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3 thoughts on “Review of Noises Off

  1. Dramaturg

    ” . . .I’ll be the first to admit that I may be asking too much — or the wrong thing — of Noises Off. A comparison with Joe Orton’s What the Butler Saw is actually instructive here. While Frayn, with his play-within-the-play, has certainly trumped Orton for crafty sophistication, he’s made no attempt at what gave the earlier play (and what gives many farces) a lasting bite: satire. Orton’s fun is wicked fun. Frayn’s is just fun. . . ”

    Might have to disagree with critic Cruthfield on this one. Isn’t Frayn satirizing the foibles, egos, self-importance and weaknesses of actors and theatre folk in general, much as Shakespeare did with the “rude mechanicals” in “Midsummer Night’s Dream?” Making fun of theatre people seems to be a tradition in the theatre, from “The Frogs” onward. “Room Service?” “The Torchbearers?” “Kiss Me Kate?” Stoppard’s “Rough Crossing?”

    And even the notoriously cranky John Simon (cranky as Hanke and even crankier) finds depths and subtleties in “Noises Off”: “The way the ludicrous theatricality of shoddy lives and the shoddy ludicrousness of lifeless theater interpenetrate so that all boundaries yield to universal havoc – universal comic havoc – is endless funny and even a trifle melancholy. Thus the actors, both on and off, exhibit the full spectrum of human gullibility, folly, incompetence, and imbecility, and yet, absurdly muddle through. . . And in this life as in this theater, we are never sure which is onstage and which backstage, which is presumably playacting and which putative reality.”

  2. John Crutchfield

    Thanks, Dramaturg, for this astute rejoinder. Certainly you (and Mr. Simon) are correct in saying that the play has its fun at the expense of theatre folk. And not only hilariously but accurately so, at least in my experience. But at the risk of sounding pedantic, I’m not sure meta-theatrical satire of this kind has the same teeth as satire directed at some actual state of affairs or set of beliefs in the “real world.” A play satirizing the British farce that is at the same time itself a British farce risks boiling off into pure irony: it’s all just fun, games, and inside jokes. I wouldn’t want to debate the point with you–it’s all academic, as they say. Let’s just call it a difference of taste. In any event, as I hope my review makes clear, this production is a respectable interpretation of a much-celebrated play–and worth seeing.

  3. Josh Batenhorst

    Thanks for the review, John! I really appreciate your critical response and look forward to the Mtn. Xpress theatre blog opinions on every show.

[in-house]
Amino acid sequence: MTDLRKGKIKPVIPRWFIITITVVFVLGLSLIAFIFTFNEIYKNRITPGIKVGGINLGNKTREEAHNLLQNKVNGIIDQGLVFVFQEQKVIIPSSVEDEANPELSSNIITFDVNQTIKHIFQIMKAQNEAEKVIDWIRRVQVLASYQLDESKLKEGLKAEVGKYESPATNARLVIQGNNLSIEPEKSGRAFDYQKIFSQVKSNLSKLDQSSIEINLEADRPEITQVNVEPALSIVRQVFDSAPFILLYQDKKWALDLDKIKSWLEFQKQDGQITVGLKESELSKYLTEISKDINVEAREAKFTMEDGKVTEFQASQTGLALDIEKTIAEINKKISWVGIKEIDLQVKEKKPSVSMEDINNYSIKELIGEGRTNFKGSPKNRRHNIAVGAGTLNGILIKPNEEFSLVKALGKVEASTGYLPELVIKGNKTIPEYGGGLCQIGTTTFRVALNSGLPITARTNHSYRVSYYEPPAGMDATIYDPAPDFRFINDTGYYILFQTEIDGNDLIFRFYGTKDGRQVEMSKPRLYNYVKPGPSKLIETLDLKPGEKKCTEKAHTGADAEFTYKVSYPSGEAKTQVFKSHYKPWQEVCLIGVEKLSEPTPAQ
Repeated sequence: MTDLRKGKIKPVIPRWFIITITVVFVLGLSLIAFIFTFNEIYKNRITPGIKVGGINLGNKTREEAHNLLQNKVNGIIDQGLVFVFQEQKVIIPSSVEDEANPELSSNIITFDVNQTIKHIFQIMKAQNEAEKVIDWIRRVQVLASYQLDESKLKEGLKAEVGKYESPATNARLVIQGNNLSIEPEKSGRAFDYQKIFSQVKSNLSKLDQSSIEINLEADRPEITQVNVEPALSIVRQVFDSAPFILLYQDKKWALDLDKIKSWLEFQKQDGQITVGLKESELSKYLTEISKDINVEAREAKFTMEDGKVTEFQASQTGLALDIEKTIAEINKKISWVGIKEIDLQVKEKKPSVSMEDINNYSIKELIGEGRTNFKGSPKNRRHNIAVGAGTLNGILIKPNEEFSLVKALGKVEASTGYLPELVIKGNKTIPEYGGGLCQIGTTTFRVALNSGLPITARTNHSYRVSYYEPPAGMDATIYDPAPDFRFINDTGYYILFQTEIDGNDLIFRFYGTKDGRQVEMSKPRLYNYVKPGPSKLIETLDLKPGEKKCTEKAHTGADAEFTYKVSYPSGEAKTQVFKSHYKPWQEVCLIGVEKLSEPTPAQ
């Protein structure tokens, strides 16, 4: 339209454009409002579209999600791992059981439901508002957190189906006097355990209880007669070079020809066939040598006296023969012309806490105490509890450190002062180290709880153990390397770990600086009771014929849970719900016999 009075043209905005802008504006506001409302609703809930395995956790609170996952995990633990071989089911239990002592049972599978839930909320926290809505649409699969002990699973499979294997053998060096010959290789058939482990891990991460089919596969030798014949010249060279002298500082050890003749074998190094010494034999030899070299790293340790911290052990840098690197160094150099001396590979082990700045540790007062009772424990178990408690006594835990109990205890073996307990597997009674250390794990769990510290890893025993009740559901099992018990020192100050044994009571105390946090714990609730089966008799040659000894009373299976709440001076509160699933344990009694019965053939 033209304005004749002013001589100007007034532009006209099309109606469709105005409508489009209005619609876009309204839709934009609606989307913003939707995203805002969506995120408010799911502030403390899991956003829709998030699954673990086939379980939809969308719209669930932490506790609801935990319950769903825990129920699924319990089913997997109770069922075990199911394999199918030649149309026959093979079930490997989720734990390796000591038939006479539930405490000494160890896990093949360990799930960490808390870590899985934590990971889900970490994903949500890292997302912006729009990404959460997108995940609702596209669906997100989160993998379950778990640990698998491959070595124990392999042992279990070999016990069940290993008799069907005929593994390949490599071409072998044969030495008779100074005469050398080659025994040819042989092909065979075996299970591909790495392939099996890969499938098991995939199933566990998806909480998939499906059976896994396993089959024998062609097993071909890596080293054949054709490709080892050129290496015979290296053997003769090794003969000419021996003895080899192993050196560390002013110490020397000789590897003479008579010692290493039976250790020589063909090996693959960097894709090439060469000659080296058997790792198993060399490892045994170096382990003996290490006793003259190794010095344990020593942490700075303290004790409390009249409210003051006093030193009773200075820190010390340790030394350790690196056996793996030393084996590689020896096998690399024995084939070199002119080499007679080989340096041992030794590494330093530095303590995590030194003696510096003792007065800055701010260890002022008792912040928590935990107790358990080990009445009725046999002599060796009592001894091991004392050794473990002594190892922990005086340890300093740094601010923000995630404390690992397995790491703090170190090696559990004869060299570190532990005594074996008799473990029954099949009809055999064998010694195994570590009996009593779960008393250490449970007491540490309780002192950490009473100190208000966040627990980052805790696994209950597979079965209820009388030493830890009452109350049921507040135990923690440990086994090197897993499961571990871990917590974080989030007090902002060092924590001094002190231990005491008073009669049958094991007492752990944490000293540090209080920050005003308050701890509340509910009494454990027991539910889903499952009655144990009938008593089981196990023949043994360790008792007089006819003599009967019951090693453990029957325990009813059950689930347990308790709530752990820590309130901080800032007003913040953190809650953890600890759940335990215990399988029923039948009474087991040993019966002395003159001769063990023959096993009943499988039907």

Regarding: “.. British farces are coming back into vogue. Perhaps they have something profound and pertinent to say to us amidst the confusions of post-9/11 America. Perhaps; but heck if I can figure out what it is.”

    I think there is an element of which folks will always be tickled by smart, funny writing, even if that writing doesn’t necessarily say anything “important.” The fact that this script is still delighting audiences 30 years after its initial production speaks volumes to the quality of the text. Personally, I found lots of gems in this piece, albeit many of them were in the manner of being “inside jokes for theatre folks.” These nuggets of wisdom may not be heady material, but they have a place in our theatre.

    Some examples:

    1.) Under our trousers, we are all (in the words of the playwright) “just ordinary sex maniacs.”

    2.) Physical comedy is, in my opinion, the most universally appreciated stage craft. While not everyone appreciates the poetry of a Walt Whitman, I’m sure even Walt appreciated the well-timed pie in the face.

    3.) (and ‘they always come in threes’) Trust the script. Our goal with this production was not to alter the text, but to do what it asked us to do. I have a faint hope that the issues with the missing plot points was something that is either inherent in the script or perhaps the show was a missing a keen edge during the matinee, but I fear that it may be lack of directorial focus in important parts of the drama.

    That said, my final response is “C’est la vie!” I am very proud of this show and its cast, crew and management. I hope that more folks will come out to see it in its last weekend. Again, thanks for reviewing the show and thanks for bringing your considerate response to Asheville’s theatre.

    Best Wishes!

    Josh Batenhorst
    Director
    NOISES OFF